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The Yamas: What they are and why they matter

There's way more to yoga than the shapes we make in class. Actually, I incorporate philosophy into classes wayyyy more sneakily than you might think! Philosophy doesn't need to be overly spiritual or hard to access. It's really quite simple stuff that adds to our overall experience in yoga and day to day too.

So, today we're going to dive into the Yamas, the first of the Eight Limbs of Yoga I introduced you to in my previous blog.

The Yamas are a set of guidelines for how we interact with the world, I like to think of them as the yogic equivalent of "don't be a dick" in essence and there are 5 Yamas.

They are:

Ahimsa (non-violence)

Satya (truth, truthfulness, true essence)

Asteya (non-stealing - literally and as a broader thing)

Brahmacharya (moderation/right use of energy)

Aparigraha (non greed, non attachment)

Let's dive in on what these mean and how these translate in yoga on and off our mats.


I mean Ahimsa sounds pretty straight forward, don't be violent to others, right? Well... actually it extends to yourself too. In class you'll often hear me say take choices that feel good for you, if it doesn't feel good don't do it. This is the literal practice of ahimsa in action. You are being kind to yourself.

I'd also extend this out to the things you tell yourself away from class too. If you say things like...

"I look fat in this outfit"

"I'm disgusting"

"I'm stupid"

Just know words can be just as damaging as a fist, if not more so. If you're saying things to yourself that you wouldn't say to others, then please, reconsider. You are none of these things and you deserve more kindness than that.

If you want some helps with affirmation practices or meditation to help you in this area, please drop me an email or have a chat with me after class.


Sanskrit words actually have translations that capture essence as well as literal translations. This is one that falls into both of those camps, because Satya isn't just about truth (i.e. honesty, not lying) but also about YOUR truth - being true to yourself and what you want in life.

It's also interesting as a lens to view ourselves through because we are actually distinct from our thoughts and sometimes the things we think aren't actually true (see the statements I mentioned above!)

In a practice this might extend to taking your attention on to your breath and jaw tension. These are big tellers of the truth in a practice - what position your body is in and it's experience versus your ego saying it's totally fine... yet your body is like "no! this is too much!" It's a big lesson to learn and to tune into that inner truth.

This isn't to say it is always best to be honest if that truth is going to cause more hurt than harm. A lot of yoga philosophy is context based; so the overall situation is taken into account and the Yamas as a set of foundations is applied as a whole rather than in isolation. Because the Eight Limbs say to do something isn't a licence to act freely without consideration of the wider context of every situation.


I mean, don't steal things is relatively straight forward. But it also extends to intangible things like:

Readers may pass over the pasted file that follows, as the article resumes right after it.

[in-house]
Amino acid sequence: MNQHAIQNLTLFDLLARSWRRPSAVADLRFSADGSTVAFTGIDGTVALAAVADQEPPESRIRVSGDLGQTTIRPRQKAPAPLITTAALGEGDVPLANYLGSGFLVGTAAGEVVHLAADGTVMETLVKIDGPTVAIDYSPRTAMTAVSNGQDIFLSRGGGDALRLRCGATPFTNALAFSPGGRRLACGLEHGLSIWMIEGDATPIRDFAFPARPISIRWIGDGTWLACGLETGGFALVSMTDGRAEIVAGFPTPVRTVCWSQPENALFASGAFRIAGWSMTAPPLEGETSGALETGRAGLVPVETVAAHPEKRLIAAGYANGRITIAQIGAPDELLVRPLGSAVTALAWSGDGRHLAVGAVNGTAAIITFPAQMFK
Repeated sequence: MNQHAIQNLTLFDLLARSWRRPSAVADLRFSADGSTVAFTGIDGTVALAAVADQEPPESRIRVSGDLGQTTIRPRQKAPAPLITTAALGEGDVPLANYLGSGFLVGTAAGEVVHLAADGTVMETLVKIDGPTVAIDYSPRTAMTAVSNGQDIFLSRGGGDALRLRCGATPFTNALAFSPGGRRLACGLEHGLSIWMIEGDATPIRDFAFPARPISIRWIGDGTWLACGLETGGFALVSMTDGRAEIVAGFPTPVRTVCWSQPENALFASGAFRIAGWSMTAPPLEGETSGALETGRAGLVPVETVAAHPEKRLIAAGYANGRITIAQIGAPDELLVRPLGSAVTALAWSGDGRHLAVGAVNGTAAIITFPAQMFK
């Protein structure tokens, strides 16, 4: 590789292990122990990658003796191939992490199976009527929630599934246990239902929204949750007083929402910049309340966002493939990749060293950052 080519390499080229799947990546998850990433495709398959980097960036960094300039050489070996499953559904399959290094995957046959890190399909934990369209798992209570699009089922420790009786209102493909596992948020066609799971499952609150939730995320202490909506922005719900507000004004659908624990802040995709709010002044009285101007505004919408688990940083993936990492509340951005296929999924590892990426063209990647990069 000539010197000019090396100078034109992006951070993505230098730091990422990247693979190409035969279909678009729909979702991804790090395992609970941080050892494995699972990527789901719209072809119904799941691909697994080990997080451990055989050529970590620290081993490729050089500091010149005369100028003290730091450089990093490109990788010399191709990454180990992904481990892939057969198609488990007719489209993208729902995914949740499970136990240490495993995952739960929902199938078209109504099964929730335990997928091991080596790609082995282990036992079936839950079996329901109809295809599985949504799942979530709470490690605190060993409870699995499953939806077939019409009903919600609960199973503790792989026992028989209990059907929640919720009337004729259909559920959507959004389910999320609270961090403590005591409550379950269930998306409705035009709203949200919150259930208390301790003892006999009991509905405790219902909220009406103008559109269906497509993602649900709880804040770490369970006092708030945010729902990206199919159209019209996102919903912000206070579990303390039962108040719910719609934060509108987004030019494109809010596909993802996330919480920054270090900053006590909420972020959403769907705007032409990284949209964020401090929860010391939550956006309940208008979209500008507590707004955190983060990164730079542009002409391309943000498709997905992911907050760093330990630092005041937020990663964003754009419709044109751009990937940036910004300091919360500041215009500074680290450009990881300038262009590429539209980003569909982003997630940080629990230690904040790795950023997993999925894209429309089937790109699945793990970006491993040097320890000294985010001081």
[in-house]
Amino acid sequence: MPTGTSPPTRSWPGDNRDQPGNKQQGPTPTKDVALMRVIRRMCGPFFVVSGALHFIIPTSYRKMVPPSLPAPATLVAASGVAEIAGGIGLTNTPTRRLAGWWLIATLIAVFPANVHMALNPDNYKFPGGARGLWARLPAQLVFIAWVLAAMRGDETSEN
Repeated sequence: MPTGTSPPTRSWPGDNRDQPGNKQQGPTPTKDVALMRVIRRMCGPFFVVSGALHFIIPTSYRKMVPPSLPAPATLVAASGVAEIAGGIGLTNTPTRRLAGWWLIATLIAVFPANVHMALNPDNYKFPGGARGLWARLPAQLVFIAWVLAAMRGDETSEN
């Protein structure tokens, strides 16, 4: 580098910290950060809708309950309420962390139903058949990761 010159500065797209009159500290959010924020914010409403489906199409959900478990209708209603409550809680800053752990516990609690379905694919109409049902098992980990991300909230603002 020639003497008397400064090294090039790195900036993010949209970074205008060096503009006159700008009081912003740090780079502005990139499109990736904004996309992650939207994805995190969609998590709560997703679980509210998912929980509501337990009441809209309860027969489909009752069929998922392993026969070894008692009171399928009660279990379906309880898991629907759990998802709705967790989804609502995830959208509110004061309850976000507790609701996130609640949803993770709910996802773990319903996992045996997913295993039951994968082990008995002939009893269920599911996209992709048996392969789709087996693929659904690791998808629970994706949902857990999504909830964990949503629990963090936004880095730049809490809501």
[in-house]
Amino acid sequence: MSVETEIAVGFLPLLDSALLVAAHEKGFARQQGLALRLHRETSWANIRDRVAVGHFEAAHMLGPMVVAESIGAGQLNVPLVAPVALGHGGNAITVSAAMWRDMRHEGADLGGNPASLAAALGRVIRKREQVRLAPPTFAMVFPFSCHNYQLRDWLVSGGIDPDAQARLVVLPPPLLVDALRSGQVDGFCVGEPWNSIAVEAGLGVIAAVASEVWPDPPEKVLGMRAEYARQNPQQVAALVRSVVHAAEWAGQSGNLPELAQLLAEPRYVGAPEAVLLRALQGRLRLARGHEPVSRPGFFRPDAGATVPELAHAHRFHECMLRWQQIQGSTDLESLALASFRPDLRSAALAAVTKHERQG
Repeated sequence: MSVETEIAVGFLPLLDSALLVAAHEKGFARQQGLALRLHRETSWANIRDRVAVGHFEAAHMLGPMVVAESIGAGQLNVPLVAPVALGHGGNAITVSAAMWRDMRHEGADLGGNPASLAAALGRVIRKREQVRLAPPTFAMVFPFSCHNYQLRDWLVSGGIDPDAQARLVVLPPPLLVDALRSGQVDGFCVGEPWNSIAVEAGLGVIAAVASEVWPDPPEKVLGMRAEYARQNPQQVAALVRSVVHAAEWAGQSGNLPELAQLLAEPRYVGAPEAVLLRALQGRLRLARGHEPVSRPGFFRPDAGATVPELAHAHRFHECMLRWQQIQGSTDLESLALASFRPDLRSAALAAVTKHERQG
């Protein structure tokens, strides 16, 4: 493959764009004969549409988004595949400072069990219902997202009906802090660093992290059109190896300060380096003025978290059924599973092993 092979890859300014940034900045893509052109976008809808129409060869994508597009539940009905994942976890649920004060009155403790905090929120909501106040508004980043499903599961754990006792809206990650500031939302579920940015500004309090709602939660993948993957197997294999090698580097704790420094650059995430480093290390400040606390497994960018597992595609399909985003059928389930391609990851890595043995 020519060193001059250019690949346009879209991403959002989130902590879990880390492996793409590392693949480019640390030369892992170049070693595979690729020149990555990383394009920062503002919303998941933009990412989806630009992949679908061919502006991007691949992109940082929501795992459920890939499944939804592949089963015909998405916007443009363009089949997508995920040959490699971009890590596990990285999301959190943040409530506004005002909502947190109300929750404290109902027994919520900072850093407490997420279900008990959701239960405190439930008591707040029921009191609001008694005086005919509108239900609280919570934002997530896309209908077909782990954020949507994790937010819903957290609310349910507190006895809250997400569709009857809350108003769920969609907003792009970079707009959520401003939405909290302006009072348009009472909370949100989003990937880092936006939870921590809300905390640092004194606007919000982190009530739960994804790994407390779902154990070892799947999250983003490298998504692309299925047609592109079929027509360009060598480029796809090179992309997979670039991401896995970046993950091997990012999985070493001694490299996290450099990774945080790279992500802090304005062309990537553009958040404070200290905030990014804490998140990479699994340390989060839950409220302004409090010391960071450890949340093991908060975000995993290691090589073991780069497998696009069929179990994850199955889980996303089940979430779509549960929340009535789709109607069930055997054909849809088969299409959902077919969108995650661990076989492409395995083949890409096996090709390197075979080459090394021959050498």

Time - this is why I lock the door at the class start time. You're stealing time from me and everyone else when you're late, a literal application of Asteya in my classes! This one is my pet peeve, I'm always really keen to pass this lesson on in class to students so they can take that out into their lives too.

Space - Did you park your car somewhere that made it difficult for someone else to get their shopping in the boot? Did you move out of the way so someone with something heavy could pass you?


A lot of the time this is translated as celibacy, but that's not 100% of the story and largely irrelevant in our society given we aren't monks.

The translation here means "behaviour which leads to Brahman". In Hindu and yoga philosophy we think of Brahman as the creator, so one way to think of this Yama is the just use of energy. Essentially we're talking about moving away from being externally motivated by tangible goods like bags, cars, watches towards finding that happiness within ourselves.

We're also talking about moderation, buying and consuming what we need. This comes back to Ahimsa (not being violent with ourselves) and to Satya (truth - is this something we need, what is the motivation for it). We're using our resources in a considered (or moderate) way.


Here, we're talking about non-attachment and being happy with letting things go when they leave our lives too in order to find that inner peace and happiness (which isn't the easiest thing to do - ask my husband about when he spilt paint on my favourite boots...)

In our classes, that could be a pose we can usually do and we can't find it in that particular practice and becoming okay with that.

Personally, I think the Yamas and Niyamas have a lot to offer us in this day and age. A lot of the lessons within are really translatable to our day to day lives and overall happiness. Plus, now you've seen how I actually incorporate some of this stuff into class without it seeming snooty or overly spiritual!

Next time, we're moving on to the Niyamas!

See you then!

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